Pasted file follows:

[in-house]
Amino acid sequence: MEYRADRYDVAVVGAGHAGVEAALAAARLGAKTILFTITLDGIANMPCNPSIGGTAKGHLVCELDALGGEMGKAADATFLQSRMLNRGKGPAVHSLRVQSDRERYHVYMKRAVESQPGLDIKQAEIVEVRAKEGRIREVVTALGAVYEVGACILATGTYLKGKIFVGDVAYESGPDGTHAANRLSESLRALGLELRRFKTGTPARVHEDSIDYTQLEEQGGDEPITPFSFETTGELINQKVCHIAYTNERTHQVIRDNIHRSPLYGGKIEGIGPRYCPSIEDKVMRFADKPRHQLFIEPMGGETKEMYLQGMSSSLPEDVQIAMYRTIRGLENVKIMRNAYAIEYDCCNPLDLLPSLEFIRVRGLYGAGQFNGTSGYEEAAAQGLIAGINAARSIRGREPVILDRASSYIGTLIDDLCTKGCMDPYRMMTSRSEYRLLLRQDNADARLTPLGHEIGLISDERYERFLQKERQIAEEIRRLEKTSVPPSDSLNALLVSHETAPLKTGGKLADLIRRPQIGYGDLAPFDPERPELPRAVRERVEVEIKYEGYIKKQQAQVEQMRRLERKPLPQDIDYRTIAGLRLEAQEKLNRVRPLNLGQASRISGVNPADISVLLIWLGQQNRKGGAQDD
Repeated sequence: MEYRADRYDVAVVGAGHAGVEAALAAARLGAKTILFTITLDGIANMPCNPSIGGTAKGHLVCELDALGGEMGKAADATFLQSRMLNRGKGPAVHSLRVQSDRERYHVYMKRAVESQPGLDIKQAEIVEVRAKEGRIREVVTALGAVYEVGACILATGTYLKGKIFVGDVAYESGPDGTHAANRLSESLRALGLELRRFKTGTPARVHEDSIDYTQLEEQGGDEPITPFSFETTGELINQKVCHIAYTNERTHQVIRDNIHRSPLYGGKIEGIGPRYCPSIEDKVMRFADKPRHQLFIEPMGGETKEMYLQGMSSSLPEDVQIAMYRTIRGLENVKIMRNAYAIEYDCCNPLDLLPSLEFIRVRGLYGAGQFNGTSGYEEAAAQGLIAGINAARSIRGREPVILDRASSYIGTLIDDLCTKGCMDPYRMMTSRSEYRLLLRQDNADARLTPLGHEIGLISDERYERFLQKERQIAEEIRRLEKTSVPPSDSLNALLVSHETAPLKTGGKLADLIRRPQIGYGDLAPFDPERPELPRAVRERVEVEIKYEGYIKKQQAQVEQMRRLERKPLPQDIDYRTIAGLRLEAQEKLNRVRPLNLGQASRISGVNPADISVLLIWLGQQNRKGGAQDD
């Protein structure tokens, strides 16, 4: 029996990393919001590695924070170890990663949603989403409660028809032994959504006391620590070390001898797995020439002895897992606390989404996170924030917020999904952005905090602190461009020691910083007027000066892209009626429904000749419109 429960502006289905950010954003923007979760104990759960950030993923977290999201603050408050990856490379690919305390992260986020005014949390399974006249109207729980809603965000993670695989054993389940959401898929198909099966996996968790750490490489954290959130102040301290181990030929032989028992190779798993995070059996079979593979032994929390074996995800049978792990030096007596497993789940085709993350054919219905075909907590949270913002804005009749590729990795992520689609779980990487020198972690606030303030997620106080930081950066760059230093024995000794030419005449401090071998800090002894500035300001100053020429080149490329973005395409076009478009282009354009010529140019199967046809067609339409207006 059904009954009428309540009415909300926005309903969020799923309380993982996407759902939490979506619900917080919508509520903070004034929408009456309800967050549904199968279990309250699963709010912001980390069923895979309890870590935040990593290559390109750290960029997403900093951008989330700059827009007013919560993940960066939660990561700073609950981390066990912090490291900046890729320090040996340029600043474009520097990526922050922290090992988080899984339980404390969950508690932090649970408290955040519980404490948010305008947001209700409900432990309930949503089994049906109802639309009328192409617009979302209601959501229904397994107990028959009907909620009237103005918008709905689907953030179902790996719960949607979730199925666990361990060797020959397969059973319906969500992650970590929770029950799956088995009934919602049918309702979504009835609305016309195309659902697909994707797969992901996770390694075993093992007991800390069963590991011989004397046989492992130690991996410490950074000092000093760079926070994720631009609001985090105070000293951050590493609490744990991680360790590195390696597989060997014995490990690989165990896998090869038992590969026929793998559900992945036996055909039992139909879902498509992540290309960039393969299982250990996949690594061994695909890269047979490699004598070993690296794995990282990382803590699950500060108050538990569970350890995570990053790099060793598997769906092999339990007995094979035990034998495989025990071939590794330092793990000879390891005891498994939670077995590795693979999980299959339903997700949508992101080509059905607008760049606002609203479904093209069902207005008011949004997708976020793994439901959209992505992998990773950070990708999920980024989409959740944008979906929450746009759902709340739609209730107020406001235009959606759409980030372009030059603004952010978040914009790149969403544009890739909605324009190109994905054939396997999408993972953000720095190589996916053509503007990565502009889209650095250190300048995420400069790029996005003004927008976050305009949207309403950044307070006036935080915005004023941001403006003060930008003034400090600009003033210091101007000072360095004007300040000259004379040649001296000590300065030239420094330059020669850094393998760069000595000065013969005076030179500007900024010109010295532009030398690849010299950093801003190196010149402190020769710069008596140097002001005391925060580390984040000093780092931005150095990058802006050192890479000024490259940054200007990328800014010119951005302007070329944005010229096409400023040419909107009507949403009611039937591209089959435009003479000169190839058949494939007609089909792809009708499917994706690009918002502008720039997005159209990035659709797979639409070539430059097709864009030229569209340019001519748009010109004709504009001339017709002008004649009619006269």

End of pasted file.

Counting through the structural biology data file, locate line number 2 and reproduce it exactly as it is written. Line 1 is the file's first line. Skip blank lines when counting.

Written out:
Amino acid sequence: MEYRADRYDVAVVGAGHAGVEAALAAARLGAKTILFTITLDGIANMPCNPSIGGTAKGHLVCELDALGGEMGKAADATFLQSRMLNRGKGPAVHSLRVQSDRERYHVYMKRAVESQPGLDIKQAEIVEVRAKEGRIREVVTALGAVYEVGACILATGTYLKGKIFVGDVAYESGPDGTHAANRLSESLRALGLELRRFKTGTPARVHEDSIDYTQLEEQGGDEPITPFSFETTGELINQKVCHIAYTNERTHQVIRDNIHRSPLYGGKIEGIGPRYCPSIEDKVMRFADKPRHQLFIEPMGGETKEMYLQGMSSSLPEDVQIAMYRTIRGLENVKIMRNAYAIEYDCCNPLDLLPSLEFIRVRGLYGAGQFNGTSGYEEAAAQGLIAGINAARSIRGREPVILDRASSYIGTLIDDLCTKGCMDPYRMMTSRSEYRLLLRQDNADARLTPLGHEIGLISDERYERFLQKERQIAEEIRRLEKTSVPPSDSLNALLVSHETAPLKTGGKLADLIRRPQIGYGDLAPFDPERPELPRAVRERVEVEIKYEGYIKKQQAQVEQMRRLERKPLPQDIDYRTIAGLRLEAQEKLNRVRPLNLGQASRISGVNPADISVLLIWLGQQNRKGGAQDD